Saint Maud was the big British horror movie of 2020. It’s a debut feature from Rose Glass, and has had incredibly positive reviews. However, I have to say that for me the film was a tremendous disappointment in almost every regard. In the US the film was picked up by the esteemed and often great distribution company A24. In recent years A24 has done some amazing work, but they are also a company that benefits from the fact that some people will buy anything they put out. For example, 2020’s Gretel and Hansel probably would have gotten a lot more attention under the A24 label instead of Warner Brothers.
A nurse named Katie has failed to save the life of a patient in her care. Time has passed, and she now calls herself Maud. She’s a devout Roman Catholic, and now she is working as a home-care nurse in an unnamed coastal town (it’s fairly obvious that it’s Scarborough). She needs to care for a dancer who is suffering from a chronic illness, and whose lifestyle is very much at odds with Maud’s faith. Maud wants to save her soul, and her grip on reality spirals out of control.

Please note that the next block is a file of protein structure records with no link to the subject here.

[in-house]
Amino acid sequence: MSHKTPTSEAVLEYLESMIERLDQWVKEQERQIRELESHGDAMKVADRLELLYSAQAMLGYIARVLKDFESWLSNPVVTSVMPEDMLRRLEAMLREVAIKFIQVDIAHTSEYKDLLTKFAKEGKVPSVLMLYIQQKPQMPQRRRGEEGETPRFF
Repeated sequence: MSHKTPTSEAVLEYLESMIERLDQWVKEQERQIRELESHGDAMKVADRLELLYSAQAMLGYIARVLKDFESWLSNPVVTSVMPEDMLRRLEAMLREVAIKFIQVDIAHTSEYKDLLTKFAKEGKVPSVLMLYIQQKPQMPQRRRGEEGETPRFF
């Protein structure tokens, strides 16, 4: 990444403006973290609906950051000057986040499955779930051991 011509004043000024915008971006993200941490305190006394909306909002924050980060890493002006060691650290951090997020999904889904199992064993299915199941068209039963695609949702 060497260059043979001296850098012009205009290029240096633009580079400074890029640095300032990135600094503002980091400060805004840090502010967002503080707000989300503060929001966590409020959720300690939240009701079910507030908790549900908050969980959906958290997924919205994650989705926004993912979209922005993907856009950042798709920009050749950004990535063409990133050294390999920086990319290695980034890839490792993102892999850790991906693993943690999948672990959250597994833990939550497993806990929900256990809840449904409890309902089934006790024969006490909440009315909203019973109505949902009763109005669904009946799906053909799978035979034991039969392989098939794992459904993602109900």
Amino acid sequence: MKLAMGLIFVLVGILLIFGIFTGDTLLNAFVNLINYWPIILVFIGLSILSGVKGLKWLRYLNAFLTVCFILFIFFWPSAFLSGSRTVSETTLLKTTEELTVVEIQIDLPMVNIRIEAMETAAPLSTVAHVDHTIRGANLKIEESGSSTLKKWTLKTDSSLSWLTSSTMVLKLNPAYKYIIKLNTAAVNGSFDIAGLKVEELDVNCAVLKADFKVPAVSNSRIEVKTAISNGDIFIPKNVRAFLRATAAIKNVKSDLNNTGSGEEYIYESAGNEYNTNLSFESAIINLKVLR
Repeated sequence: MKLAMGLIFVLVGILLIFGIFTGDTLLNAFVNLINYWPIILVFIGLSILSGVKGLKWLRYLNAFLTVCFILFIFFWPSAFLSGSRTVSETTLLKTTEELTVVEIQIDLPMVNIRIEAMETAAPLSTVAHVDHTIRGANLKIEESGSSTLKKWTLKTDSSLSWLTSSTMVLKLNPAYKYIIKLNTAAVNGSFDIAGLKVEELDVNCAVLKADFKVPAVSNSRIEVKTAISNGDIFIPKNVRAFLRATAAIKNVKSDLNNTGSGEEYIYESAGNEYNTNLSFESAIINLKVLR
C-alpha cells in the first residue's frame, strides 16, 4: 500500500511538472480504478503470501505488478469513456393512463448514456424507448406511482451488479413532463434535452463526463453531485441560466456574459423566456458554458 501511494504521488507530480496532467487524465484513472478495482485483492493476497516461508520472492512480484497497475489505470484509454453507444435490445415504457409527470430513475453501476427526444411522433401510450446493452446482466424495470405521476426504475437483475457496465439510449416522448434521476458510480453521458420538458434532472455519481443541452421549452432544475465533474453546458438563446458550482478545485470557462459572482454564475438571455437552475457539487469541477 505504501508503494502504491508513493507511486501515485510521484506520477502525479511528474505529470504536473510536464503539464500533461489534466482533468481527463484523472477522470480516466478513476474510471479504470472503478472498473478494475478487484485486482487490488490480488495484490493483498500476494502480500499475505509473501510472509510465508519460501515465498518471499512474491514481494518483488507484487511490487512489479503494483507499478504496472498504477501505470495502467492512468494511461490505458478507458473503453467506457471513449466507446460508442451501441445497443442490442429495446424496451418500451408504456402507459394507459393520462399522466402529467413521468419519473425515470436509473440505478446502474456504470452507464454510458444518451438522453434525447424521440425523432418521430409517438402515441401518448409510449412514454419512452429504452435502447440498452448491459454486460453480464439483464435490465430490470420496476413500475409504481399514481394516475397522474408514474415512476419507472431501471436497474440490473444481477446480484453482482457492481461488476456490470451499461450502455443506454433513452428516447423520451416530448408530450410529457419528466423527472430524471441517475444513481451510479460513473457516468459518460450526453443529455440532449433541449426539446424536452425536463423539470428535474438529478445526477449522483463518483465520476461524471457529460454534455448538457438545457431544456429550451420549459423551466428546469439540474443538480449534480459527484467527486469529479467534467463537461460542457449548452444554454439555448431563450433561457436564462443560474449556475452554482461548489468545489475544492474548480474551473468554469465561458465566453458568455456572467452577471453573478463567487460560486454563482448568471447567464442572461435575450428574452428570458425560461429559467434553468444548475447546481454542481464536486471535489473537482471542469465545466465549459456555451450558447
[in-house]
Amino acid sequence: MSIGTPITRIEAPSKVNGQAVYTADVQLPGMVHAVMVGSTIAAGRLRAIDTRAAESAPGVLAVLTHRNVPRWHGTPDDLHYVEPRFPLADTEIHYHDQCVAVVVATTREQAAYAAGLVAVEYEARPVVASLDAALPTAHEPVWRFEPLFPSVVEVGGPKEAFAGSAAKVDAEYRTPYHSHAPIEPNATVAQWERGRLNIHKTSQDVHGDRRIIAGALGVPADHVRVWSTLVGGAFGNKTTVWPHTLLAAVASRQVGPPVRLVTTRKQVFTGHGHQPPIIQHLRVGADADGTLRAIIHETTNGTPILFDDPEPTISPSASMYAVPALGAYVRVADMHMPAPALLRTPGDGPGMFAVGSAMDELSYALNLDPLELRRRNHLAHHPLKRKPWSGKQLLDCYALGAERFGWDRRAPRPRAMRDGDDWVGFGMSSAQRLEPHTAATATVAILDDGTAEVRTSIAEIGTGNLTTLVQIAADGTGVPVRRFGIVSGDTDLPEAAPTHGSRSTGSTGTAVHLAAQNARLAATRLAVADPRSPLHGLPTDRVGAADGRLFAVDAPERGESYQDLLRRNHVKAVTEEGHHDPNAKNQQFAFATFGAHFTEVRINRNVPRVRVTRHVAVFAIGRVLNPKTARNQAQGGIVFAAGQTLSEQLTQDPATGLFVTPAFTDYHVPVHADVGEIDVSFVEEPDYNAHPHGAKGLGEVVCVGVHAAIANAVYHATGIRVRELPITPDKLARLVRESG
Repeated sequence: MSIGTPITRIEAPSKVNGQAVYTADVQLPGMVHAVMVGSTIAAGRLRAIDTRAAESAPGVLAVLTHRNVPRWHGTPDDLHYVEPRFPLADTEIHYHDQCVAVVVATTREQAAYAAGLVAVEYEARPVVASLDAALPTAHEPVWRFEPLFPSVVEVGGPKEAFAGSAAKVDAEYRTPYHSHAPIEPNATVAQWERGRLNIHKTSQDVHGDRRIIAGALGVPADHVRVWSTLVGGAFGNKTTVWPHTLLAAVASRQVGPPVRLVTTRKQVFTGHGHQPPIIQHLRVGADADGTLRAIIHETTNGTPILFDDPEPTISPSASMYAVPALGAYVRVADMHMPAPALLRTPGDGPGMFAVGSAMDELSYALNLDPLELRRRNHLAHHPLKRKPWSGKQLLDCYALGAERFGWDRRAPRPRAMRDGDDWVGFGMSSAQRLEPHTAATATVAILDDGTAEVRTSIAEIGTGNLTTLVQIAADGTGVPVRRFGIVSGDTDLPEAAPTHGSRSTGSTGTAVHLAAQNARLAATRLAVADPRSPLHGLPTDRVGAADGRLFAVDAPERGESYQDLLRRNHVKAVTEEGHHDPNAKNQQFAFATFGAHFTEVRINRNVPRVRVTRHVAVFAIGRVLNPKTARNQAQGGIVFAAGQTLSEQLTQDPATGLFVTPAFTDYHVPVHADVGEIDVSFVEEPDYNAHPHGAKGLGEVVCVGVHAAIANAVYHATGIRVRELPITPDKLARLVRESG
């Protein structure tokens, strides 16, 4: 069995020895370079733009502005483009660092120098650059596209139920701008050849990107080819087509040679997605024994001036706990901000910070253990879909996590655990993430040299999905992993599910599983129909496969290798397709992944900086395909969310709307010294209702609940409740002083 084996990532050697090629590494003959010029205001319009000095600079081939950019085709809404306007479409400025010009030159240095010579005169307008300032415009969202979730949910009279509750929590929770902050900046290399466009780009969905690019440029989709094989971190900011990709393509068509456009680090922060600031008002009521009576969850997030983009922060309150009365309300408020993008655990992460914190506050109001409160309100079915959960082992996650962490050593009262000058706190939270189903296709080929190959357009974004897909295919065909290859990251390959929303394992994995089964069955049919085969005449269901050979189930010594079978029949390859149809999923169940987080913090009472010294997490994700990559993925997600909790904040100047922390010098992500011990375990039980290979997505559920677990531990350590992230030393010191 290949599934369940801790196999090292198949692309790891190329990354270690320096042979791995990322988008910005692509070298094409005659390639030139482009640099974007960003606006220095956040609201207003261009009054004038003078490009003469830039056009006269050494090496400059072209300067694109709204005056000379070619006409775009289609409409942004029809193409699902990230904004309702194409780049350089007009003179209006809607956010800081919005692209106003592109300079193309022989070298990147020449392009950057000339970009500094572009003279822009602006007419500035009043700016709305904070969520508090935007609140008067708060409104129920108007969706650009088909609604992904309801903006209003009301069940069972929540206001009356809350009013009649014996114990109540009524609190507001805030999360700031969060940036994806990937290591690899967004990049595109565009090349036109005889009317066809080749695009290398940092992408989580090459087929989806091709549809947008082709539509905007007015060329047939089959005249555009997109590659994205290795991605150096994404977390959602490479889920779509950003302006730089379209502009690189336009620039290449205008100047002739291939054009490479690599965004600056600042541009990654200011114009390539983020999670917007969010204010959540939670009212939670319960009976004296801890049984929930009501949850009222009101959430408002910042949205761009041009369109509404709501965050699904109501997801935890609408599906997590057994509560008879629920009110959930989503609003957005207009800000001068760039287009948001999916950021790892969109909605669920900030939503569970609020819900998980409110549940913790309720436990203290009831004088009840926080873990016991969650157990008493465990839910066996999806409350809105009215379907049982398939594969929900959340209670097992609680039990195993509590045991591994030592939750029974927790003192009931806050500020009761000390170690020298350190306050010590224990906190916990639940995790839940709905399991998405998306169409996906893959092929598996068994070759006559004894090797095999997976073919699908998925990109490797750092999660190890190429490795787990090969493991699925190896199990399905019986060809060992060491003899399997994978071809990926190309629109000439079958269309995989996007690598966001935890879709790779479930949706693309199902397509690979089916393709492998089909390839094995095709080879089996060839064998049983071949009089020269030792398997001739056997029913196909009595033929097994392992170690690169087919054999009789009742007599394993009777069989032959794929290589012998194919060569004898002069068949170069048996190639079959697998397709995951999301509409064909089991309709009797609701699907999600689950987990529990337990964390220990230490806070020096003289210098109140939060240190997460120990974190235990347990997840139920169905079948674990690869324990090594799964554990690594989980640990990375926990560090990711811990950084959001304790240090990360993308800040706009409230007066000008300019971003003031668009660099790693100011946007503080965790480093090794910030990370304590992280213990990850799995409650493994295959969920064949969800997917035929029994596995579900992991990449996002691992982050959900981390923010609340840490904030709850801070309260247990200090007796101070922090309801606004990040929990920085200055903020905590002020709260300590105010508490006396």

Maud is played by Morfydd Clark, and Jennifer Ehle plays her patient. Clark is fine in the role, as is Ehle, but as the film progresses it gets worse and worse, and sillier, until an ending that is quite silly indeed. A lot of people have loved it, and some even called it the best film of 2020, but it really didn’t work for me, although I respect the intent. British horror movies are not always the best, and “elevated horror” is extremely hit and miss.
The film falls into the trap of being self-important “elevated” horror. Some of those movies are great, but the notion that one type of horror movie is more worthy than another is kind of ridiculous (and really snobbish as well). The plot isn’t particularly original—Maud is obsessive about her religion, but is she also possessed by something? If so, is it God or the Devil? First Reformed (also an A24 release) deals with some similar issues but in a more satisfying way. It does depict Northern seaside British towns well, but you’ve seen versions of this film as both horror and thriller before. The film has done well despite being pulled from cinemas, and I’m sure Rose Glass will make it into her calling card to do bigger and better things in the future, bit like The Babadook director Jennifer Kent’s The Nightingale was a much better film.
Extras include a commentary with Glass and her editor Mark Towns, a virtual Q&A with Glass and film critic Robbie Collin, and three making-of featurettes.